As Omicron rages through US workplaces, 8.8 million workers were off sick in early January

According to US Census Bureau data, 8.8 million American workers were off work, sick or taking care of ill family members in early January, the highest number since the start of the pandemic. The rise in sickness takes place under conditions in which infection and death are surging due to the highly contagious Omicron variant and virtually all mitigation measures, besides vaccination, have been removed.

A healthcare worker waves his hand as he calls up the next person in line at a COVID-19 testing site operated by CORE in Los Angeles, Tuesday, Jan. 4, 2022. (AP Photo/Jae C. Hong)

The almost 9 million workers off sick amount to 6 percent of the US workforce. Another 3.2 million workers reported they were not working due to fear of contracting or spreading COVID-19, an increase of 25 percent from early December. The numbers represent a threefold increase since the arrival of Omicron.

The brutal decision by the US government and governments in Western Europe and internationally to allow the virus to spread, while abandoning most efforts to contain the disease, is having a devastating impact on broad masses of people, far beyond the daily toll of deaths and hospitalization. In the United States, which has a far more primitive level of social benefits than most European nations, the impact has been particularly dire.

COVID deaths across the US continue to rise. A researcher at Pennsylvania State University, who co-leads a team that looks at pandemic models, predicts 1.5 million Americans will be hospitalized and between 191,000 and 305,000 will die in the period between mid-December and mid-March.

The policy of allowing the virus to spread unchecked through workplaces, schools and communities is not only spreading death, but producing an economic catastrophe for millions of working-class families, who in many cases do not have paid sick days or access to health insurance coverage. Those not reporting to work due to sickness only represent a portion of those infected, as the lack of sick pay and highly restrictive sick leave policies are forcing unknown millions of infected workers to stay on the job. The mass sickness has left many businesses short-staffed, forcing those remaining to work ever longer hours, like the 12-hour days that are routine in the auto factories and oil refineries, in the midst of a deadly pandemic.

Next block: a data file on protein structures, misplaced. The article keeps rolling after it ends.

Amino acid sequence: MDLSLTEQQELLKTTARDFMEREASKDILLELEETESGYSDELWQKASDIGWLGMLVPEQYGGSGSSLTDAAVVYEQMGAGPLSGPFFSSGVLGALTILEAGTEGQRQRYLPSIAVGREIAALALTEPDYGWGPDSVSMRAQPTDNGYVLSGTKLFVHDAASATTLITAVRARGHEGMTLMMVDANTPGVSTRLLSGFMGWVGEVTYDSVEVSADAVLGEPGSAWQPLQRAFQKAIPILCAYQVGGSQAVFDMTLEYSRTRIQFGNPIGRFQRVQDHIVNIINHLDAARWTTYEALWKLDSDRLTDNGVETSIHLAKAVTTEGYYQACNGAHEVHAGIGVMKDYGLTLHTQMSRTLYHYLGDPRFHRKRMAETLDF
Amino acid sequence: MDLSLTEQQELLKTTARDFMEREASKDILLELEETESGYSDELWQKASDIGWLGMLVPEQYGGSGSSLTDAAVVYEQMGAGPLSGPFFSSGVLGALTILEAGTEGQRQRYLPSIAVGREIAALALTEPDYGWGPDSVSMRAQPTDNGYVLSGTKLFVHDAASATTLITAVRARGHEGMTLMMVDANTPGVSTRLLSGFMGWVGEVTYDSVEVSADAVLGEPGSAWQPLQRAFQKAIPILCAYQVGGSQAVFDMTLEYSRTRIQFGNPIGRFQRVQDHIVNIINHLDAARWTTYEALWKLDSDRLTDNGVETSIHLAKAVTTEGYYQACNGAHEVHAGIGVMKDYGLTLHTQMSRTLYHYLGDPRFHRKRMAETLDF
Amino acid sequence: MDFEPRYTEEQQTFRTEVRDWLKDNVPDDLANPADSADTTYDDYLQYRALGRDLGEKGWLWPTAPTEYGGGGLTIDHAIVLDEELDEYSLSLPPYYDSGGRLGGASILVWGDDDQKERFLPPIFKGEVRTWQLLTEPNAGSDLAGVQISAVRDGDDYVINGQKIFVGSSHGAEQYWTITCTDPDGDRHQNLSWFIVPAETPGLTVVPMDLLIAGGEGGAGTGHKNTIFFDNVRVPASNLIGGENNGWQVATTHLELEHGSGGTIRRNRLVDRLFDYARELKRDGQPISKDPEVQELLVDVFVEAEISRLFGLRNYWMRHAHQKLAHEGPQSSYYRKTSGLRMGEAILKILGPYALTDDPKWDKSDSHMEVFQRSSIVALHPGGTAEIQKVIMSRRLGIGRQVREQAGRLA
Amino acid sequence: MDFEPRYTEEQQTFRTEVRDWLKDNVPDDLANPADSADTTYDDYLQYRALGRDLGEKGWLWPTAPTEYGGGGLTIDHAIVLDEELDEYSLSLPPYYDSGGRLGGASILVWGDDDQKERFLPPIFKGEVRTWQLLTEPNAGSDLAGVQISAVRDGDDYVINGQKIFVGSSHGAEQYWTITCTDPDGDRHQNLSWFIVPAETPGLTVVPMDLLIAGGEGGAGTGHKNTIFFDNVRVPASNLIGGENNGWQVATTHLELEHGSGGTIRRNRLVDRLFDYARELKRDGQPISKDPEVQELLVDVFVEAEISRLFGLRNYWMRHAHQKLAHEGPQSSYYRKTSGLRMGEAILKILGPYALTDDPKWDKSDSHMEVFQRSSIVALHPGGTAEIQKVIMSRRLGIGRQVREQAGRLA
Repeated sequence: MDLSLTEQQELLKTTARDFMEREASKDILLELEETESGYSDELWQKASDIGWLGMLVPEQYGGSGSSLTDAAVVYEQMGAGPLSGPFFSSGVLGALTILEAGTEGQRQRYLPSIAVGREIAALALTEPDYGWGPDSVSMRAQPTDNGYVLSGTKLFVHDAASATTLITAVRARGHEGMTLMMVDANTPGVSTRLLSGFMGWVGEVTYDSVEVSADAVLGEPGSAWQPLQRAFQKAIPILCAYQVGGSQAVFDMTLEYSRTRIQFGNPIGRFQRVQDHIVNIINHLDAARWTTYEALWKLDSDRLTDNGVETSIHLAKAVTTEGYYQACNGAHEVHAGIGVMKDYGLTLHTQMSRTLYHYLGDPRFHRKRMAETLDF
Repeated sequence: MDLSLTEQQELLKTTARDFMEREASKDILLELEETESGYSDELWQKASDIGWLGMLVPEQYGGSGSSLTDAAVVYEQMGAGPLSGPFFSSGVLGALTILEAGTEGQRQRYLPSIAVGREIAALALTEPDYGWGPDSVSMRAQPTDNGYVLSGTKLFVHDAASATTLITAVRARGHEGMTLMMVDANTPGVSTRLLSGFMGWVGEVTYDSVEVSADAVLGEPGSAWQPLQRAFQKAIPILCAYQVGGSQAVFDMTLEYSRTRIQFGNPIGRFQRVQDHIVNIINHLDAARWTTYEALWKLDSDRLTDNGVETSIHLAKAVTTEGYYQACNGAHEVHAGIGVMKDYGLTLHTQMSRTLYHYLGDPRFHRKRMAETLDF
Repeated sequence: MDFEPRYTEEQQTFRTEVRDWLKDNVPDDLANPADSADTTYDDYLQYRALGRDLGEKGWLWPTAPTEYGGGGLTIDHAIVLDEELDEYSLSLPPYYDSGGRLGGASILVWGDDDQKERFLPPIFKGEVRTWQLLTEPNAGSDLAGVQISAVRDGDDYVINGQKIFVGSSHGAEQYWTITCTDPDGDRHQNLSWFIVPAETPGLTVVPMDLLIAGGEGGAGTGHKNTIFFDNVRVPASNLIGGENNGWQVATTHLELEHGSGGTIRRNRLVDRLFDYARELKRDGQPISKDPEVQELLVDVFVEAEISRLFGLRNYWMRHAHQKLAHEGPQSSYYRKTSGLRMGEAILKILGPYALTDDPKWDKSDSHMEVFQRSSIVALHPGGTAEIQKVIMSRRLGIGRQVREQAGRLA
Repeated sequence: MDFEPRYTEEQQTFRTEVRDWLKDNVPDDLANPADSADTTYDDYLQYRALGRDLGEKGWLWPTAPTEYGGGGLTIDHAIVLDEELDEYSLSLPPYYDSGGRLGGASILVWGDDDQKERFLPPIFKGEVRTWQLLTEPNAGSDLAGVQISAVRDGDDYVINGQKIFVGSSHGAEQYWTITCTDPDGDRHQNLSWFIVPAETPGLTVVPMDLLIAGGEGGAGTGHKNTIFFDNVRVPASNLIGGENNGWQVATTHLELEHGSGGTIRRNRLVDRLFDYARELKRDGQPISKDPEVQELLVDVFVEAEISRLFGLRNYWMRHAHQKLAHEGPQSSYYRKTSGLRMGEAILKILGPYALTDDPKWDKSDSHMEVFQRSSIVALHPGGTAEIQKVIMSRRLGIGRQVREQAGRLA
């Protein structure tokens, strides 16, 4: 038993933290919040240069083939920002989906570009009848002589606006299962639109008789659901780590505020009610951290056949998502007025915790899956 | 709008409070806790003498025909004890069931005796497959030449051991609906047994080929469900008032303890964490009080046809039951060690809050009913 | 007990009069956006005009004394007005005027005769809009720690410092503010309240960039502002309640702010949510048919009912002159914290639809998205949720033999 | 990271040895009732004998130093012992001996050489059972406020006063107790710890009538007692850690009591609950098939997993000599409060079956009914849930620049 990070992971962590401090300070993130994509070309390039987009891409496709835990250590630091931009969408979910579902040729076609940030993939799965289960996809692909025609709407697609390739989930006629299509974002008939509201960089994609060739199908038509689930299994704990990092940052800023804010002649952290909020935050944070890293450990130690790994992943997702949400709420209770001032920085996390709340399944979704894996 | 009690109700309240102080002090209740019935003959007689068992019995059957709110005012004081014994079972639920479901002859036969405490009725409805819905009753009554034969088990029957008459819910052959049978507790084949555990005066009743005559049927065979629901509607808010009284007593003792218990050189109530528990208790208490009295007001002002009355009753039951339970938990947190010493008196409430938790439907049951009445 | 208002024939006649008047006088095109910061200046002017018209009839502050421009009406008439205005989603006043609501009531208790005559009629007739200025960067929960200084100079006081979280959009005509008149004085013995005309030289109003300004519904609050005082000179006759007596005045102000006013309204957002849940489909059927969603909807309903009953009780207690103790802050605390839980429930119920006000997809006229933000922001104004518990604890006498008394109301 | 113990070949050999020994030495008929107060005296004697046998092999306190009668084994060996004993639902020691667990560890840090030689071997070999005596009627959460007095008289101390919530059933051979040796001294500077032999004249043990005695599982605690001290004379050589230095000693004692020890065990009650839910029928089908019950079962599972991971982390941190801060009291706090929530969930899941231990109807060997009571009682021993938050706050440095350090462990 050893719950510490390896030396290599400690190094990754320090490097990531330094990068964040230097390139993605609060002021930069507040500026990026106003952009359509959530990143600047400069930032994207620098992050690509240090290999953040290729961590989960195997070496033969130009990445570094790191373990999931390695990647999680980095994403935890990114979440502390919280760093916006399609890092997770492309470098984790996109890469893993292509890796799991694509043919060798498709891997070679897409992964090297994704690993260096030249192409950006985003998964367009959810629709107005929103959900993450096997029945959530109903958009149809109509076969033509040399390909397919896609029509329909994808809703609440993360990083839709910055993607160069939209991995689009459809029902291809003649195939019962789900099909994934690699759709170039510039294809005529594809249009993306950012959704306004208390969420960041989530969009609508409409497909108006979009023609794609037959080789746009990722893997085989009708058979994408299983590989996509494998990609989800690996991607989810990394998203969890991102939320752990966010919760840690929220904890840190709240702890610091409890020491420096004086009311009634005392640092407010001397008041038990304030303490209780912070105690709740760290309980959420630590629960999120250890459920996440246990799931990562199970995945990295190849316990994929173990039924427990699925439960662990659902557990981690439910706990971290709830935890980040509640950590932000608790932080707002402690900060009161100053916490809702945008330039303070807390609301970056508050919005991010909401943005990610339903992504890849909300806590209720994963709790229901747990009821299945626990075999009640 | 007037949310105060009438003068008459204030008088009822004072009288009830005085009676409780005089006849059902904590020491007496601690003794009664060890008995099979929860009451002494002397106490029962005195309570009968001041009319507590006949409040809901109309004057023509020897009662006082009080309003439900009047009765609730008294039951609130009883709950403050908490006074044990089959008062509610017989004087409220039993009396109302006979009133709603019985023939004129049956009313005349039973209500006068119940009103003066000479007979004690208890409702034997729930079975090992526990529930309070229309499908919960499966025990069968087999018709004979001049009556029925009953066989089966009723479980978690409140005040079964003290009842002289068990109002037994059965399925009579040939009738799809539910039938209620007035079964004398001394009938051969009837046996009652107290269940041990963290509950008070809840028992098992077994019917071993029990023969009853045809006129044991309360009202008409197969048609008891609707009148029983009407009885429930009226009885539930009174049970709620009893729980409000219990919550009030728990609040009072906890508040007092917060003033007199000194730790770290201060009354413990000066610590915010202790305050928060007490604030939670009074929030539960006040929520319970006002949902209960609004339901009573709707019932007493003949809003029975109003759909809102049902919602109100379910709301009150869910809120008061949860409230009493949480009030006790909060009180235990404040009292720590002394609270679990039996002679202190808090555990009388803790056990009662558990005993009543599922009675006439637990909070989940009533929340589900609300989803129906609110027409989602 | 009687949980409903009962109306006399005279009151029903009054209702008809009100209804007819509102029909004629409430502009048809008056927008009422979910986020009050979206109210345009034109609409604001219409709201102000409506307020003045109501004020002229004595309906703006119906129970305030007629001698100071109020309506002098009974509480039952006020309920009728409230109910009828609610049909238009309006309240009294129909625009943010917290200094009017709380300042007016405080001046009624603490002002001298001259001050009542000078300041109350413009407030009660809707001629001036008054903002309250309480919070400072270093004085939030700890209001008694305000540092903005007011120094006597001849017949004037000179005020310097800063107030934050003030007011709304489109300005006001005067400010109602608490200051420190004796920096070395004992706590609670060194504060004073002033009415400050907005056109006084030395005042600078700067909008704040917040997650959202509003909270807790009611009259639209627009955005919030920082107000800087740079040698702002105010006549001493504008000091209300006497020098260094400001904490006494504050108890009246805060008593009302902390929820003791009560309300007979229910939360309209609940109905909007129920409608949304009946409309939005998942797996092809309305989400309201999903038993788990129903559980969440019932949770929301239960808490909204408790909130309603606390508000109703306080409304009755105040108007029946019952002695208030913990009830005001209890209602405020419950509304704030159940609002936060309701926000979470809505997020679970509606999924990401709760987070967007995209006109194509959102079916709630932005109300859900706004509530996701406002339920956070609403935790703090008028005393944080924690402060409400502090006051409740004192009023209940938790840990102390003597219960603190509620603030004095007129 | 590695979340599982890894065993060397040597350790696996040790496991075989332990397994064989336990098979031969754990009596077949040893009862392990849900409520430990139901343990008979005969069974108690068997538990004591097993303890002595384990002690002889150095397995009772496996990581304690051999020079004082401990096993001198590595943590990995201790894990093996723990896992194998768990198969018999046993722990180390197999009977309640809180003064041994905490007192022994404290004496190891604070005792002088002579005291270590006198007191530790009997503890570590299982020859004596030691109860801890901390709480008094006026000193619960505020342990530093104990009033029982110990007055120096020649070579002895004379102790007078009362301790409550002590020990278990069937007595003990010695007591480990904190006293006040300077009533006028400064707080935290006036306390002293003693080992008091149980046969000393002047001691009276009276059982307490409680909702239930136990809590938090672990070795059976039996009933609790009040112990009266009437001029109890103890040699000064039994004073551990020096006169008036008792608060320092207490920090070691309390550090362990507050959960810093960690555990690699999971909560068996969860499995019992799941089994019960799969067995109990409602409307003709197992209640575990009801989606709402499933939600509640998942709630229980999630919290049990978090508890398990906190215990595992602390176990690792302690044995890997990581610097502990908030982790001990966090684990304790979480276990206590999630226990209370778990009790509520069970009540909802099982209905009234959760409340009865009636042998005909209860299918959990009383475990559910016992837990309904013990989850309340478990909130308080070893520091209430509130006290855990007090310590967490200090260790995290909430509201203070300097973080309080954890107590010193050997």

A recent decision by the US Centers for Disease Control and Prevention (CDC) reduced the mandatory quarantine time for exposed or infected individuals from 10 to five days. After the CDC decision several large employers, including Walmart and Amazon, reduced the number of guaranteed paid sick days available to their employees.

Congress mandated expanded sick leave at the start of the pandemic, but that expired December 31, 2020. The paid family and medical leave requirement in the Biden administration’s Build Back Better social spending bill appears dead in the water.

A survey conducted by Harvard University’s Shift Project last fall found that 65 percent of respondents reported they went to work despite being sick. That is a smaller figure than the 85 percent who said they went to work sick prior to the pandemic.

According to the US Census Bureau, 85 percent of civilian workers had at least one paid sick day available in March 2021. However, the availability of sick pay varies widely, with the lowest-paid workers having the least access. Among the bottom 10 percent of wage earners, only 47 percent get paid sick time. Further, many companies require workers to use paid leave days to cover time off for sickness, reducing the total vacation time they have available.

Low-paid workers are often in those occupations involving direct contact with the public, such as hotel and restaurant workers, increasing their danger of exposure and transmitting the disease.

Even if workers have paid sick time, they often face a Byzantine nightmare trying to collect. The Detroit automakers will only pay workers who quarantine after exhibiting symptoms or being exposed to an employee with COVID-19 unless they test positive for the disease. Even then it may take weeks to get paid. This further encourages workers to ignore symptoms and report to the jobs sick, leading to more infections, hospitalizations and death.